US5527837A - Heat-curable silicone elastomer compositions - Google Patents

Heat-curable silicone elastomer compositions Download PDF

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US5527837A
US5527837A US08/426,697 US42669795A US5527837A US 5527837 A US5527837 A US 5527837A US 42669795 A US42669795 A US 42669795A US 5527837 A US5527837 A US 5527837A
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filler
unsaturated hydrocarbon
organopolysiloxane
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Takashi Kondou
Takeo Yoshida
Kazutoshi Fujioka
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Shin Etsu Chemical Co Ltd
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    • CCHEMISTRY; METALLURGY
    • C08ORGANIC MACROMOLECULAR COMPOUNDS; THEIR PREPARATION OR CHEMICAL WORKING-UP; COMPOSITIONS BASED THEREON
    • C08KUse of inorganic or non-macromolecular organic substances as compounding ingredients
    • C08K9/00Use of pretreated ingredients
    • C08K9/10Encapsulated ingredients
    • CCHEMISTRY; METALLURGY
    • C08ORGANIC MACROMOLECULAR COMPOUNDS; THEIR PREPARATION OR CHEMICAL WORKING-UP; COMPOSITIONS BASED THEREON
    • C08KUse of inorganic or non-macromolecular organic substances as compounding ingredients
    • C08K9/00Use of pretreated ingredients
    • C08K9/12Adsorbed ingredients, e.g. ingredients on carriers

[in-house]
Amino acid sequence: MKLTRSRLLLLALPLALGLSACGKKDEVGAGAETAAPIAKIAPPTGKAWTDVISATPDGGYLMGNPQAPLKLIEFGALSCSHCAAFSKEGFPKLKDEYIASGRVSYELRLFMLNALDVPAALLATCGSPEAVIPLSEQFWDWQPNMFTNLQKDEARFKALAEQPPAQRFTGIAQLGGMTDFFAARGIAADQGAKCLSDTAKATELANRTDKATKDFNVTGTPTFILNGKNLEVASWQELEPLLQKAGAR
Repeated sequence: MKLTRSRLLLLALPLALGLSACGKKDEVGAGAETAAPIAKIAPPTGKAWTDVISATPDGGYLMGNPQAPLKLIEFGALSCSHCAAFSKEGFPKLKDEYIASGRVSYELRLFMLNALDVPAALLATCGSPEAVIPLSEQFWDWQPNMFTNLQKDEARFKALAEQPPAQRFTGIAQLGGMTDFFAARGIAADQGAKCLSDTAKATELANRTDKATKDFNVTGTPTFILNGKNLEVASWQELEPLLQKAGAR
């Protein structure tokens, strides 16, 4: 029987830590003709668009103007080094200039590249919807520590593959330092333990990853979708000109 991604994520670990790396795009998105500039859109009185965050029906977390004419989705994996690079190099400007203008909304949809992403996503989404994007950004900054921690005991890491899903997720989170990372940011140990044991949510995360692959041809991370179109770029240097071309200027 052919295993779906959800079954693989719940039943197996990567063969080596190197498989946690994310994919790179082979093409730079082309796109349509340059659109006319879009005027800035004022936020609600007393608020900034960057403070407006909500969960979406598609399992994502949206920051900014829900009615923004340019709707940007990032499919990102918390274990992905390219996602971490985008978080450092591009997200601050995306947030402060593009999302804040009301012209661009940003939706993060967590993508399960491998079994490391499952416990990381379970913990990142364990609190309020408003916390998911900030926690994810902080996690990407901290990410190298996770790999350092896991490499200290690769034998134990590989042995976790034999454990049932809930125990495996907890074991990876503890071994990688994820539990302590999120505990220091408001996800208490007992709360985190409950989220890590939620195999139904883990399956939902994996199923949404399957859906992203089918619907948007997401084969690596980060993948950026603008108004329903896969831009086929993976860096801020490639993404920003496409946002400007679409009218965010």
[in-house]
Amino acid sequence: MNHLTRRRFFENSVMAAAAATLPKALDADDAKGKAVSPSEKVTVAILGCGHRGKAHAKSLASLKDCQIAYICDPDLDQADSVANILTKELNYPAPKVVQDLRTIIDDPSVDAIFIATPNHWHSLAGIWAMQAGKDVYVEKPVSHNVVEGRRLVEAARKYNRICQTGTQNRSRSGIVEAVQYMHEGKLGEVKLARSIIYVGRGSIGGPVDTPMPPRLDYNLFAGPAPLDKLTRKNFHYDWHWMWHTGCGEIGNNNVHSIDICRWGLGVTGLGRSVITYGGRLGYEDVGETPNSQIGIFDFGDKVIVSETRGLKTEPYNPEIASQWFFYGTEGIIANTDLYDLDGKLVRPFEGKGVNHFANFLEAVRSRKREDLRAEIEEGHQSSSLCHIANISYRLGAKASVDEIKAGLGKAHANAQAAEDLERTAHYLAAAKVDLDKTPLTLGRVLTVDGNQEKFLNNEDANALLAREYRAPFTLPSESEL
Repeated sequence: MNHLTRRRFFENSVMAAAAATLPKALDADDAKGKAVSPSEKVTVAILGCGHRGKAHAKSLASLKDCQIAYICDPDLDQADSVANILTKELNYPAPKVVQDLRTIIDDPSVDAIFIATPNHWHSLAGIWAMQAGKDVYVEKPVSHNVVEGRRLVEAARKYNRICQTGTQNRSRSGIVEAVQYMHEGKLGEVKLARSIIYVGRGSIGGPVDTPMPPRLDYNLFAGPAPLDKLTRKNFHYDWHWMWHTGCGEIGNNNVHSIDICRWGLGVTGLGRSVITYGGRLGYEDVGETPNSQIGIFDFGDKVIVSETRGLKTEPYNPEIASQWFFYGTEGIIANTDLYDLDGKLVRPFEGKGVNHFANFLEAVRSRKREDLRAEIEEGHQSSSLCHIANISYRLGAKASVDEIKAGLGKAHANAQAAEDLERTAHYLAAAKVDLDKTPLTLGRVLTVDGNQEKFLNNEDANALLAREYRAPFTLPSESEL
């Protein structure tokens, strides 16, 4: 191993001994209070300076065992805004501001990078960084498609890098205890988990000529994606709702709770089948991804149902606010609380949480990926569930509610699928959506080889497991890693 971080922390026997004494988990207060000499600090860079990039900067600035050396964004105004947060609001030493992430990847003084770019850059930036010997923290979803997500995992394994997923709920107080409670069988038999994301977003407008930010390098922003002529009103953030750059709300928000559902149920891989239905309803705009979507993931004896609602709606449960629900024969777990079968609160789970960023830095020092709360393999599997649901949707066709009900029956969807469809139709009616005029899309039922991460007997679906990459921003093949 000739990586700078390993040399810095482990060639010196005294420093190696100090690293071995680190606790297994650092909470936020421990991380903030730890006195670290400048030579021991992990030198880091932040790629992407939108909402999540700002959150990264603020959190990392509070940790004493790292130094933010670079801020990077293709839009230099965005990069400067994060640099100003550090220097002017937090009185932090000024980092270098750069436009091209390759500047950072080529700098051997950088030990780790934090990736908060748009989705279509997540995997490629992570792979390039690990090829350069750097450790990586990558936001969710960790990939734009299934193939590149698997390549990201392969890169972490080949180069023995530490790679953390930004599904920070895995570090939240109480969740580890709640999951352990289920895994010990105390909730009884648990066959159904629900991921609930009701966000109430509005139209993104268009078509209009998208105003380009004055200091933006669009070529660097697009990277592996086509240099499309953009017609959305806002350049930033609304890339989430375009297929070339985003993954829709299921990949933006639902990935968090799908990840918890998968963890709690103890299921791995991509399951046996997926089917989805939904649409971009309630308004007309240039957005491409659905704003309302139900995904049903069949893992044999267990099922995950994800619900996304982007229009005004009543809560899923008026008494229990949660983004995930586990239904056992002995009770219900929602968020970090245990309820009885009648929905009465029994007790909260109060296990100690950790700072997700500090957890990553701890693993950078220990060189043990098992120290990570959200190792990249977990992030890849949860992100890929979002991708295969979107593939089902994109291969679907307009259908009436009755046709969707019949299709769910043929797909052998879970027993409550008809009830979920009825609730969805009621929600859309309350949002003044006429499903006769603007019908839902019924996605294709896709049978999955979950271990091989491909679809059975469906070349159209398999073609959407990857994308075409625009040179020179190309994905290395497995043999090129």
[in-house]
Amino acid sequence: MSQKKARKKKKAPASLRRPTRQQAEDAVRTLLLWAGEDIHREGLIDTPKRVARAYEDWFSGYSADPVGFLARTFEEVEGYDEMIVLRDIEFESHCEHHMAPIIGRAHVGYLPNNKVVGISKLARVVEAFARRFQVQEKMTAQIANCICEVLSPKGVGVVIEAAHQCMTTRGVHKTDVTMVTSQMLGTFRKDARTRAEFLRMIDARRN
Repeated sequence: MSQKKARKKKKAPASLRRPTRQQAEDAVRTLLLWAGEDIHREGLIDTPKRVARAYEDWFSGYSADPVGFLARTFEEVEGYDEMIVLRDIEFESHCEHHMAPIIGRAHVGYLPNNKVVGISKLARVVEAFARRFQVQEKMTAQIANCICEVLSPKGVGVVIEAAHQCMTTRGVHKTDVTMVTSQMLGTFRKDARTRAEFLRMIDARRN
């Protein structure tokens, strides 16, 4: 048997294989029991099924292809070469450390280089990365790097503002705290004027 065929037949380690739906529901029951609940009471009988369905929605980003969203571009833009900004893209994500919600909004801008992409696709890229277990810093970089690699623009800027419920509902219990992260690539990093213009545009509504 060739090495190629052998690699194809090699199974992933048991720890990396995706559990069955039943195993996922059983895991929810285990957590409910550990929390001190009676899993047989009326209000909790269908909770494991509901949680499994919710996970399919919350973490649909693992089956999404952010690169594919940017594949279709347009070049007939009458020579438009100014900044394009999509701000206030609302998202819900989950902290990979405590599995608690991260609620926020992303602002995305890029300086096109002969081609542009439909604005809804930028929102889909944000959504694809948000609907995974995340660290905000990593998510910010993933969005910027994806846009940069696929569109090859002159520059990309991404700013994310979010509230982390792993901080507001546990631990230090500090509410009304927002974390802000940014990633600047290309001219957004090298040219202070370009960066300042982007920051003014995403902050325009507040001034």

Abstract

In a heat-curable silicone elastomer composition comprising (A) an organopolysiloxane having at least two aliphatic-unsaturated hydrocarbon groups each bonded to a silicon atom and (B) an organohydrogenpolysiloxane having at least two hydrogen atoms each bonded to a silicon atom, there is blended (C) a hydrosilylating catalyst in the form of a hydrosilylation-promoting compound on a porous filler having a mean particle size of 0.1-100 μm and a pore volume of 0.5-5 cm3 /g. The composition is stable during storage at room temperature, but quickly curable at elevated temperatures through hydrosilylation reaction.

Description

TECHNICAL FIELD

This invention relates to a heat-curable silicone elastomer composition which is stable during storage at room temperature, but quickly curable at elevated temperatures through hydrosilylation reaction.

BACKGROUND

Heat-curable silicone elastomer compositions which cure through hydrosilylation reaction have been utilized as potting agents, coating agents, adhesives, and liquid injection molding compounds. They have the advantages of a very short curing time and no reaction by-products. However, since they are unstable during storage at room temperature, their components must be divided into two parts during storage, which are mixed on use, leaving a problem of cumbersome operation.

As a solution to this problem, it was recently proposed to add hydrosilylation reaction control agents to silicone elastomer compositions. Exemplary control agents are nitrile compounds, carboxylates, metal compounds such as stannous and mercuric compounds, sulfur compounds, benzotriazoles, acetylene compounds, hydroperoxides, and phosphorus compounds. With these control agents added, silicone elastomer compositions have good long-term shelf stability, but become less curable and take a longer time to complete curing.